Mahi River

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the Mahi
Physical characteristics
 ⁃ locationMadhya pradesh, Vindhyas
MouthGulf of Khambhat (Arabian Sea)
 ⁃ location
Anand District, Gujarat
Length580 km (360 mi)approx.
 ⁃ locationSevalia[1]
 ⁃ average383 m3/s (13,500 cu ft/s)
 ⁃ minimum0 m3/s (0 cu ft/s)
 ⁃ maximum10,887 m3/s (384,500 cu ft/s)
The Mahi River near Gujarat among other Indian rivers

The Mahi is a river in western India. It rises in Madhya Pradesh and, after flowing through the Vagad region of Rajasthan, enters Gujarat and flows into the Arabian Sea. It is one of the many west-flowing rivers in India, along with Tapti River, Sabarmati River, Luni River (Endorheic river) and the Narmada River. Most peninsular rivers in India flow in an easterly direction into the Bay of Bengal.

It has given its name to the Mahi Kantha agency of Bombay, and also to the mehwasis, marauding highlanders often mentioned in Arabian chronicles.[2]

The exact position of Mahi River origin is Minda Village, which is situated in Dhar district Madhya Pradesh.

Mahi River, stream in western India. It rises in the western Vindhya Range, just south of Sardarpur, and flows northward through Madhya Pradesh state. Turning northwest, it enters Rajasthan state and then turns southwest to flow through Gujarat state through the north of Vadodara city outskirts and enters the sea by a wide estuary past Khambhat[2] after about a 360-mile (580-km) course. The silt brought down by the Mahi has contributed to the shallowing of the Gulf of Khambhat and the abandonment of its once-prosperous ports. The riverbed lies considerably lower than the land level and is of little use for irrigation.

The river Mahi is worshipped by a lot of people and has a lot of temples and places of worship along its shore. It is popularly described as Mahisagar due to the vastness of the river. The newly formed Mahisagar district in Gujarat derives its name from this pious river.This river crosses tropic of Cancer twice.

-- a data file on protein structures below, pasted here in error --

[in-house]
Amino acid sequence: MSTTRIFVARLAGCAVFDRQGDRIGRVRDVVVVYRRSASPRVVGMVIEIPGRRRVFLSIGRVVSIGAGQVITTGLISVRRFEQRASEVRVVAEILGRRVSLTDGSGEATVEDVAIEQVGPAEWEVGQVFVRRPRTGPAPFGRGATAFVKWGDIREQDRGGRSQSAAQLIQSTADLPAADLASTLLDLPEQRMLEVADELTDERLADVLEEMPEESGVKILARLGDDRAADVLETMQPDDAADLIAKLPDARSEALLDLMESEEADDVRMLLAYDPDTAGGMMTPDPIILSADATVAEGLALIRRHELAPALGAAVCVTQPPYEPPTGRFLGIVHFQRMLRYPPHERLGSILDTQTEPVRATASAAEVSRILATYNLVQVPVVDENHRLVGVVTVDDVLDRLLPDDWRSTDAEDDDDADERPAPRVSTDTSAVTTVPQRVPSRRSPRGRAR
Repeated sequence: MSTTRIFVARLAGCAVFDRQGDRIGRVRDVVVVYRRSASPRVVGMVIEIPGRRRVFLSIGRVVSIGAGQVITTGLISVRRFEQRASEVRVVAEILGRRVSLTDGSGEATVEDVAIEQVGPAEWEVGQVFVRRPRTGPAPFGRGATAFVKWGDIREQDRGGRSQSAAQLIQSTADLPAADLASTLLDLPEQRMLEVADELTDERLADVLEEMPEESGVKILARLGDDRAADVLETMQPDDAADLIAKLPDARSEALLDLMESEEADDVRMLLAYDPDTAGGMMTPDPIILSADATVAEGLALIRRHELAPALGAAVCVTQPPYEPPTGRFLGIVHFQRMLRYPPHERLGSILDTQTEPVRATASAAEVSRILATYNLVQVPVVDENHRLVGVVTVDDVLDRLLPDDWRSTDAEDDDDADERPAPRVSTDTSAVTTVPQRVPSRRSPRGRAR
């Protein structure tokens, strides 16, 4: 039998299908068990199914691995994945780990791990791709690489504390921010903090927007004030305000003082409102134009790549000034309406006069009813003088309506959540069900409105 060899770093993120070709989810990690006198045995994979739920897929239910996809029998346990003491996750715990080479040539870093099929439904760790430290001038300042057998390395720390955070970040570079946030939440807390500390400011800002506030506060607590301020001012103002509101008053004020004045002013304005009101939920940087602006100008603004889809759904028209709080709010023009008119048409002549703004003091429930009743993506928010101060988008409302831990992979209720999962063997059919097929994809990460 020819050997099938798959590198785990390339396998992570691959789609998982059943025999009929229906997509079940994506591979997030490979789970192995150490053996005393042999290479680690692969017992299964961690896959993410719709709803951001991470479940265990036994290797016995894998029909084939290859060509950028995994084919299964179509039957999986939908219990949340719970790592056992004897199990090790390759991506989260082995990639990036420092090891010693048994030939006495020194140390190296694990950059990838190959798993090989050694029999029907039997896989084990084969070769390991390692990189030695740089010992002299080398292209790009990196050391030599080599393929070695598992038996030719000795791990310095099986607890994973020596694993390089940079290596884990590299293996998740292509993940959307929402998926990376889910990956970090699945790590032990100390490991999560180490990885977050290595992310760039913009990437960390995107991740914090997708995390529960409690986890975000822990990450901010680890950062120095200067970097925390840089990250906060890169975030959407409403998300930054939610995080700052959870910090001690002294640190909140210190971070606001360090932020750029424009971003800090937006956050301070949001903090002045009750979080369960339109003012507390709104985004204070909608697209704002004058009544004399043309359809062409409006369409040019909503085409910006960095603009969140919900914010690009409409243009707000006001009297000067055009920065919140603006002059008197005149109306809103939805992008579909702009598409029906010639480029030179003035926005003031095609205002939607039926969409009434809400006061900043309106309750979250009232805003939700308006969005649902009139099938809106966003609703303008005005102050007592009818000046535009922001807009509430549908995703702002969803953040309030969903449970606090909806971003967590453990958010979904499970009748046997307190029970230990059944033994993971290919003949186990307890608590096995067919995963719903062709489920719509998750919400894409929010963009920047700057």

Banswara Dam[edit]

Mahi Bajaj Sagar Dam is a dam across the Mahi River. It is situated 16 kilometres from Banswara town in Banswara district Rajasthan, India. The dam was constructed between 1972 and 1983 for the purposes of hydroelectric power generation and water supply. It is the second largest dam in Rajasthan. It is named after Shri Jamnala Bajaj. It has many crocodiles and turtles in it. There are large number of islands within the catchment area of the dam, so Banswara also called popularly called as "City of Hundred Islands".The dam is easily accessible by road.The dam has an installed capacity of 140 MW. The Mahi river flowing into the Gulf of Khambhat is on the verge of extinction due to pollution and salinity. Fisherfolk and non-governmental organisations (NGOs) of Vadodara, Gujarat, blame the construction of bunds on the Mahi by the Vadodara Municipal Corporation for the situation. "The bunds constructed to collect water have stopped the surface movement of the river," say the NGO's. Consequently, the river is facing an intrusion of saline water from sea as there is no surface flow to push the seawater back during a low tide. "The groundwater in many areas might become saline due to this. in the past year 2016 around 600-800 turtles have died because of the excess salinity in the water. The Mahi river is in a very bad state now."

Kadana Dam[edit]

it was built in 1979 in the villages of Kadana, Tal: kadana Dist: Mahisagar District, Gujarat. It was constructed to provide irrigation, hydropower and flood protection.[3]

Wanakbori dam (Weir)[edit]

The Wanakbori dam (weir) is established near Wanakbori village. The Wanakbori thermal power station uses the water of river mahi. There are 7 units for the production electricity.


  1. ^ "Mahi Basin Station: Sevalia". UNH/GRDC. Retrieved 1 October 2013.
  2. ^ a b Chisholm, Hugh, ed. (1911). "Mahi" . Encyclopædia Britannica. 17 (11th ed.). Cambridge University Press. p. 396.
  3. ^ "Narmada, Water Resources, Water Supply and Kalpsar Department- Kadana Dam".

External links[edit]

Coordinates: 22°16′N 72°58′E / 22.267°N 72.967°E / 22.267; 72.967